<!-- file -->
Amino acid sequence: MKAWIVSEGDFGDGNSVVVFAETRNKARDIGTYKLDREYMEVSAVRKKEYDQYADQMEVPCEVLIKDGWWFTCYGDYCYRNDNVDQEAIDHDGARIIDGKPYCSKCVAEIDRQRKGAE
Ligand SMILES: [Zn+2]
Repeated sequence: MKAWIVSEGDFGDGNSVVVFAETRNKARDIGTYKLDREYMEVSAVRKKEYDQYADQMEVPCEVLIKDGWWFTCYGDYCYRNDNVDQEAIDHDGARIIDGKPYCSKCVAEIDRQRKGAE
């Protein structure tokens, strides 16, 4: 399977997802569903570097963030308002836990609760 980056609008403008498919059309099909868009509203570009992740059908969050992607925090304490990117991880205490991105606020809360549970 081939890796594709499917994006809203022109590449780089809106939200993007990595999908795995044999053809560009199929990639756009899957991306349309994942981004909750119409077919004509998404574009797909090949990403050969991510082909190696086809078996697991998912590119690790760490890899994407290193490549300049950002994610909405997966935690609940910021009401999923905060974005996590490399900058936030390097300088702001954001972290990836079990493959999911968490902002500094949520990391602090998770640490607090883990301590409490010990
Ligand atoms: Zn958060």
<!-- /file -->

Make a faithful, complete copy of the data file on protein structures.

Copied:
Amino acid sequence: MKAWIVSEGDFGDGNSVVVFAETRNKARDIGTYKLDREYMEVSAVRKKEYDQYADQMEVPCEVLIKDGWWFTCYGDYCYRNDNVDQEAIDHDGARIIDGKPYCSKCVAEIDRQRKGAE
Ligand SMILES: [Zn+2]
Repeated sequence: MKAWIVSEGDFGDGNSVVVFAETRNKARDIGTYKLDREYMEVSAVRKKEYDQYADQMEVPCEVLIKDGWWFTCYGDYCYRNDNVDQEAIDHDGARIIDGKPYCSKCVAEIDRQRKGAE
């Protein structure tokens, strides 16, 4: 399977997802569903570097963030308002836990609760 980056609008403008498919059309099909868009509203570009992740059908969050992607925090304490990117991880205490991105606020809360549970 081939890796594709499917994006809203022109590449780089809106939200993007990595999908795995044999053809560009199929990639756009899957991306349309994942981004909750119409077919004509998404574009797909090949990403050969991510082909190696086809078996697991998912590119690790760490890899994407290193490549300049950002994610909405997966935690609940910021009401999923905060974005996590490399900058936030390097300088702001954001972290990836079990493959999911968490902002500094949520990391602090998770640490607090883990301590409490010990
Ligand atoms: Zn958060």